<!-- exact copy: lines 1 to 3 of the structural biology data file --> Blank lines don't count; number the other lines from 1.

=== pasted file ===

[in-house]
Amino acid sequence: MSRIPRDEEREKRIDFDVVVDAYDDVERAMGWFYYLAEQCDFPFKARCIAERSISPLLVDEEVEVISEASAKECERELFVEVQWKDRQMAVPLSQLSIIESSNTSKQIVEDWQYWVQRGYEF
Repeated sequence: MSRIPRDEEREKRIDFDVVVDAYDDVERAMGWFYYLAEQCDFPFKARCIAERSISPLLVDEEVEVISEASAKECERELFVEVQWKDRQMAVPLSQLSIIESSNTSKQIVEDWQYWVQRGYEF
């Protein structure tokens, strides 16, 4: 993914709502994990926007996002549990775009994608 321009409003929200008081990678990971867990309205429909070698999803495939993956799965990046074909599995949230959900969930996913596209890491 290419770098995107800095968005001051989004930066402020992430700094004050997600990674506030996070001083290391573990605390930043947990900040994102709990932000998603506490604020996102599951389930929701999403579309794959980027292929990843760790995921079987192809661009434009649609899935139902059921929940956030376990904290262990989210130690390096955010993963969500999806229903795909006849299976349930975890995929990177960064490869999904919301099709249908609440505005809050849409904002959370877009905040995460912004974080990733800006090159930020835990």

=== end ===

[in-house]
Amino acid sequence: MSRIPRDEEREKRIDFDVVVDAYDDVERAMGWFYYLAEQCDFPFKARCIAERSISPLLVDEEVEVISEASAKECERELFVEVQWKDRQMAVPLSQLSIIESSNTSKQIVEDWQYWVQRGYEF
Repeated sequence: MSRIPRDEEREKRIDFDVVVDAYDDVERAMGWFYYLAEQCDFPFKARCIAERSISPLLVDEEVEVISEASAKECERELFVEVQWKDRQMAVPLSQLSIIESSNTSKQIVEDWQYWVQRGYEF